Our study has a few limitations. First, coping is a complex phenomenon with varying definitions and evaluation methods depending on the researcher [54]. Our study is based on the works of Folkman and Lazarus [23], which may make it difficult to compare our results with other studies based on different coping theories. Second, this is a cross-sectional study. For a better understanding of the relationship between temperament, character, and coping strategies, a longitudinal study may be needed.
In conclusion, our study showed the influence of temperament and character on coping strategies using hierarchical linear regression analyses. Multiple subscales of temperament and character were significantly able to influence the coping strategies, explaining a moderate proportion of the variance. This information can be used to guide people to jobs better suited to their personality or coping strategy and predict patient outcomes in specific situations.

ACKNOWLEDGEMENTS

None.

CONFLICTS OF INTEREST

The authors have no potential conflicts of interest to disclose.

Notes

Author Contributions

Conceptualization: Sun Mi Kim, Doug Hyun Han. Data curation: Hyun Chan Hwang, Sun Mi Kim. Formal analysis: Sun Mi Kim. Funding acquisition: Doug Hyun Han. Investigation: Sun Mi Kim. Methodology: Hyun Chan Hwang. Project administration: Sun Mi Kim, Doug Hyun Han. Resources: Hyun Chan Hwang, Sun Mi Kim. Supervision: Kyoung Joon Min. Validation: Kyoung Joon Min. Visualization: Hyun Chan Hwang, Sun Mi Kim. Writing—original draft: Hyun Chan Hwang, Sun Mi Kim. Writing— review & editing: Doug Hyun Han, Kyoung Joon Min.

Figure 1.
Summary of hierarchical linear regression results. The solid lines indicate positive associations, while the dotted lines indicate negative associations. High persistence (p<0.001), high cooperativeness (p<0.001), high self-transcendence (p<0.001), and low harm avoidance (p=0.002) were associated with using a problem-focused coping strategy. Being female (p=0.025), having high novelty seeking (p=0.018), high reward dependence (p<0.001), and high self-transcendence (p<0.001) were associated with using a support-seeking coping strategy. In addition, having high novelty seeking (p<0.001), high self-transcendence (p<0.001), and low self-directedness (p=0.001) were associated with using emotion-focused coping strategy. Lastly, being female (p=0.014), having high novelty seeking (p=0.040), high persistence (p<0.001), cooperativeness (p<0.001), and high self-transcendence (p<0.001) were associated with using a hopeful-thinking coping strategy.
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Table 1.
Characteristics of the study participants
Variables Mean SD Minimum Maximum N (%)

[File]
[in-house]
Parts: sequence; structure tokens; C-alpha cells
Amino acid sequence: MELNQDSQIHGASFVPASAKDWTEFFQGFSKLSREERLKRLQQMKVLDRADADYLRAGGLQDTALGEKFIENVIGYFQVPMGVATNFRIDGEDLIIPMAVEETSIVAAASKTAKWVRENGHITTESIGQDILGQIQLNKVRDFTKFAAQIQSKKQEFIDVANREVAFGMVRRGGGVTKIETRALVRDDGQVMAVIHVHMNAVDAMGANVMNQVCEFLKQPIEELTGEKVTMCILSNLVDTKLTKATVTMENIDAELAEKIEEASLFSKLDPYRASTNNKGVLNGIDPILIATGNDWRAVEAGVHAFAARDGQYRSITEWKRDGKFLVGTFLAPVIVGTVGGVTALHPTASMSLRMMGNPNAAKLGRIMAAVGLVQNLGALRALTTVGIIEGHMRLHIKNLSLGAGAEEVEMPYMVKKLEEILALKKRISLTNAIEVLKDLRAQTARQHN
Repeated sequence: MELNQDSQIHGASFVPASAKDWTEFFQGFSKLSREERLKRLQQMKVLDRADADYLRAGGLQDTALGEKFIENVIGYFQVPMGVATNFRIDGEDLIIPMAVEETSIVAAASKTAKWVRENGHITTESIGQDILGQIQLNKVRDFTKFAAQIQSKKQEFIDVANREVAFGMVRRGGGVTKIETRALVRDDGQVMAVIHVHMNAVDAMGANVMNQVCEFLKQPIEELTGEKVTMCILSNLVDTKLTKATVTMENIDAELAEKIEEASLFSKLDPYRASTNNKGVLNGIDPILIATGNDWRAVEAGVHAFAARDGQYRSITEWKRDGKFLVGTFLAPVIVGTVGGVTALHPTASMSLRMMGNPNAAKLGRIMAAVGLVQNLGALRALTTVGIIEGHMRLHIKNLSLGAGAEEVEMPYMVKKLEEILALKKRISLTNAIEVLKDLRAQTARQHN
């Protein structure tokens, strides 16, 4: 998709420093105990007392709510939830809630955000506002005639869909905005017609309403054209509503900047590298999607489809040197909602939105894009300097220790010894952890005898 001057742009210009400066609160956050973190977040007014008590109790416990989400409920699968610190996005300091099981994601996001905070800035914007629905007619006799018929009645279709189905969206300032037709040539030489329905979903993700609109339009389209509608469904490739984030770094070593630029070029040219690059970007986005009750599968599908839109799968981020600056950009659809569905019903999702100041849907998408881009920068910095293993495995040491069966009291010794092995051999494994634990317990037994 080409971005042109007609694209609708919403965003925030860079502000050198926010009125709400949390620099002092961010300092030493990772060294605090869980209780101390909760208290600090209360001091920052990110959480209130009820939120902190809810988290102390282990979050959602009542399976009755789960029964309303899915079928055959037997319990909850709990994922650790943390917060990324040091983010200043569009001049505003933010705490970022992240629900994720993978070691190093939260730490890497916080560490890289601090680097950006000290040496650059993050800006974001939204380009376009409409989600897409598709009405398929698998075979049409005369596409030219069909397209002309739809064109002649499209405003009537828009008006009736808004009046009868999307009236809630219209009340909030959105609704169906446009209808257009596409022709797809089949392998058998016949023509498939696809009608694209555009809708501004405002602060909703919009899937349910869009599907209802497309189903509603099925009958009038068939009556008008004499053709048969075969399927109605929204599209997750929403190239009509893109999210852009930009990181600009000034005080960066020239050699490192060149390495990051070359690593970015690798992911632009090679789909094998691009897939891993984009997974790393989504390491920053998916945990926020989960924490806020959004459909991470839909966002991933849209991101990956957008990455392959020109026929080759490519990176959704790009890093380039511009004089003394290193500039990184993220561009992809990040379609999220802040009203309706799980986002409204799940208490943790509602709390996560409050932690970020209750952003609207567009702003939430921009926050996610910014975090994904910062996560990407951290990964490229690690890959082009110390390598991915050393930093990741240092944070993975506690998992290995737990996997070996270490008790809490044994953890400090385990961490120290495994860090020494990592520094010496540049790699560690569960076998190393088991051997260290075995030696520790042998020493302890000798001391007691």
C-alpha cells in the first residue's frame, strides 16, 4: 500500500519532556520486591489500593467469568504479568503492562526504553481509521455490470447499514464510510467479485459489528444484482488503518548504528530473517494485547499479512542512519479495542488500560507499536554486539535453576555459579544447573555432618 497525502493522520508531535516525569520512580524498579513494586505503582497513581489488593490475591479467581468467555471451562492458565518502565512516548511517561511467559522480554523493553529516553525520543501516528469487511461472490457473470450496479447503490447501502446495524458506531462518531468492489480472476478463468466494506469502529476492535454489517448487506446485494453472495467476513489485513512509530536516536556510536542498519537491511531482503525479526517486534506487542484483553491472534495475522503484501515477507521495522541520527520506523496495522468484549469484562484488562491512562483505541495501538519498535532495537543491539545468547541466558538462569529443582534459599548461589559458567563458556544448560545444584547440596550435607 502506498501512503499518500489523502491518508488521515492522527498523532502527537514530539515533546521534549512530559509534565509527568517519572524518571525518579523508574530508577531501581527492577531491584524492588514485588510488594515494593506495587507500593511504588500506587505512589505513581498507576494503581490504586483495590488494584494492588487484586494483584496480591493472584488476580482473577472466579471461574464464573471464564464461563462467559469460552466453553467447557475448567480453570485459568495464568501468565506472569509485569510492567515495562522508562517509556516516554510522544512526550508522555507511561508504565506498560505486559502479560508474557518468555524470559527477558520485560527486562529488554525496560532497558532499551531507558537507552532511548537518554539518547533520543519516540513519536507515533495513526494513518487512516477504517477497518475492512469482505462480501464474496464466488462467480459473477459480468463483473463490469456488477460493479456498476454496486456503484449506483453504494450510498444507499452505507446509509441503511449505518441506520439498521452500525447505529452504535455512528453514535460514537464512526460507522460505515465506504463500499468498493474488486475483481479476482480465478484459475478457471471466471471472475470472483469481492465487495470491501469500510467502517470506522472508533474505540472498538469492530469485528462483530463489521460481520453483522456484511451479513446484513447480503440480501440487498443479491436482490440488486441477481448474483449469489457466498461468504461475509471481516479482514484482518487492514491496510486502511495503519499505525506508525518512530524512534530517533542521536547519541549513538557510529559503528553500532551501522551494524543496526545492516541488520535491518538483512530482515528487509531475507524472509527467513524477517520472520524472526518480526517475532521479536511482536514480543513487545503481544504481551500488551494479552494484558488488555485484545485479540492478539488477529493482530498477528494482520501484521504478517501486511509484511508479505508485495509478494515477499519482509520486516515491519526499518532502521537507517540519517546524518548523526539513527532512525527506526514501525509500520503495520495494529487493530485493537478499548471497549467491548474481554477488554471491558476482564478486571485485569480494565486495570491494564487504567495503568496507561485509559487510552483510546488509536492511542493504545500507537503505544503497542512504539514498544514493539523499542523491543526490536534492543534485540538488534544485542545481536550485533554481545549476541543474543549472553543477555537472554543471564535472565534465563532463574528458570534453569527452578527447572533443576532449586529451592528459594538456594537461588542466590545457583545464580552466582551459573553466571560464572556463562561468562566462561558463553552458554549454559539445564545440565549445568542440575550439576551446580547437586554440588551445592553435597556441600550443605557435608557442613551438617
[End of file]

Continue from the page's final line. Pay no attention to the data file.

Coping strategies (K-WCQ)
 Problem-focused 32.8 8.9 5.0 63.0
 Support-seeking 9.3 3.0 0.0 18.0
 Emotion-focused 28.2 7.6 1.0 69.0
 Hopeful-thinking 18.8 5.4 1.0 36.0
Demographic factors
 Years of age 41.1 9.9 18.0 66.0
 Sex (female) 544 (54.8)
 Years of education 15.5 1.9 6.0 20.0
 Family income* 5.8 1.2 1.0 7.0
 Living with a partner (yes) 608 (61.2)
Job-related factors
 Job grade (high) 544 (54.8)
 Work hours per week 46.6 12.0 20.0 98.0
 Duration of current workplace, months 73.7 88.1 1.0 425.0
Temperament-character factors (TCI)
 Novelty seeking 50.6 12.1 2.5 99.4
 Harm avoidance 52.5 13.1 0.4 97.2
 Reward dependence 48.3 13.1 0.1 93.3
 Persistence 44.5 12.1 0.6 99.5
 Self-directedness 48.2 11.1 2.0 79.0
 Cooperativeness 45.8 12.5 0.0 81.0
 Self-transcendence 47.8 11.4 27.0 146.0

* 1 to 7: below 1,000 USD (1,000,000 Korean Won) to above 6,000 USD (6,000,000 Korean Won) per month,

Job grade: High job grade: same or higher grade than a management position.

TCI: Temperament and Character Inventory, K-WCQ: Korean version of Ways of Coping Questionnaire

Table 2.
Hierarchical linear regression results of demographic, job-related, and temperament-character factors with problem-focused coping strategy
Independent variables Model 1
Model 2
Model 3
B Beta t p B Beta t p B Beta t p
Demographic factors
 Age 0.133 0.144 3.007 0.003 0.181 0.195 0.001 0.001 0.030 0.032 0.635 0.526
 Sex (female) -0.098 -0.006 -0.133 0.894 -0.091 -0.005 0.903 0.903 -0.147 -0.008 -0.231 0.817
 Years of education 0.527 0.106 2.693 0.007 0.528 0.107 0.007 0.007 0.126 0.025 0.757 0.449
 Family income 0.412 0.055 1.228 0.220 0.531 0.070 0.120 0.120 0.011 0.001 0.039 0.969
 Living with a partner (yes) -0.115 -0.006 -0.0127 0.899 0.201 0.011 0.826 0.826 0.403 0.022 0.520 0.603